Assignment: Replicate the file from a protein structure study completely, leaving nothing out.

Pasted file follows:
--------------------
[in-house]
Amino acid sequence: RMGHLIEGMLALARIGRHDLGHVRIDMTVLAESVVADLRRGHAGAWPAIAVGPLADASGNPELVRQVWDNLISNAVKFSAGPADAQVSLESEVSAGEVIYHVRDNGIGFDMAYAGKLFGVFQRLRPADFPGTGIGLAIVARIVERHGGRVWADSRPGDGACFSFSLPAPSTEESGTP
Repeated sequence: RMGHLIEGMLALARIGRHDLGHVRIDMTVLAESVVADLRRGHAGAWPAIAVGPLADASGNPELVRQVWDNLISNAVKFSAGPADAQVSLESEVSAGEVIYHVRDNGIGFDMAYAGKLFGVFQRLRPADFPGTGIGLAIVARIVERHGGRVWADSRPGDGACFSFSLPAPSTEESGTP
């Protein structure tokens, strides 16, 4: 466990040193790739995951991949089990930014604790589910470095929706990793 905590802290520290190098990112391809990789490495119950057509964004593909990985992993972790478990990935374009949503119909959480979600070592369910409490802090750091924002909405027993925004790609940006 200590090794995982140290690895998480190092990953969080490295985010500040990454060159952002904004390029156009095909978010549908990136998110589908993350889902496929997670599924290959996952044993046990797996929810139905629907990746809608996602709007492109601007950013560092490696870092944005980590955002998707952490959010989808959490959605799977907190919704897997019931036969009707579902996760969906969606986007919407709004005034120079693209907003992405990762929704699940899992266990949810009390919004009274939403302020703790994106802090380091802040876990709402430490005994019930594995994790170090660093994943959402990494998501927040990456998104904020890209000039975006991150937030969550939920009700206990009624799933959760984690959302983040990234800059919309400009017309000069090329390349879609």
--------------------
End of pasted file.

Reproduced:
[in-house]
Amino acid sequence: RMGHLIEGMLALARIGRHDLGHVRIDMTVLAESVVADLRRGHAGAWPAIAVGPLADASGNPELVRQVWDNLISNAVKFSAGPADAQVSLESEVSAGEVIYHVRDNGIGFDMAYAGKLFGVFQRLRPADFPGTGIGLAIVARIVERHGGRVWADSRPGDGACFSFSLPAPSTEESGTP
Repeated sequence: RMGHLIEGMLALARIGRHDLGHVRIDMTVLAESVVADLRRGHAGAWPAIAVGPLADASGNPELVRQVWDNLISNAVKFSAGPADAQVSLESEVSAGEVIYHVRDNGIGFDMAYAGKLFGVFQRLRPADFPGTGIGLAIVARIVERHGGRVWADSRPGDGACFSFSLPAPSTEESGTP
């Protein structure tokens, strides 16, 4: 466990040193790739995951991949089990930014604790589910470095929706990793 905590802290520290190098990112391809990789490495119950057509964004593909990985992993972790478990990935374009949503119909959480979600070592369910409490802090750091924002909405027993925004790609940006 200590090794995982140290690895998480190092990953969080490295985010500040990454060159952002904004390029156009095909978010549908990136998110589908993350889902496929997670599924290959996952044993046990797996929810139905629907990746809608996602709007492109601007950013560092490696870092944005980590955002998707952490959010989808959490959605799977907190919704897997019931036969009707579902996760969906969606986007919407709004005034120079693209907003992405990762929704699940899992266990949810009390919004009274939403302020703790994106802090380091802040876990709402430490005994019930594995994790170090660093994943959402990494998501927040990456998104904020890209000039975006991150937030969550939920009700206990009624799933959760984690959302983040990234800059919309400009017309000069090329390349879609």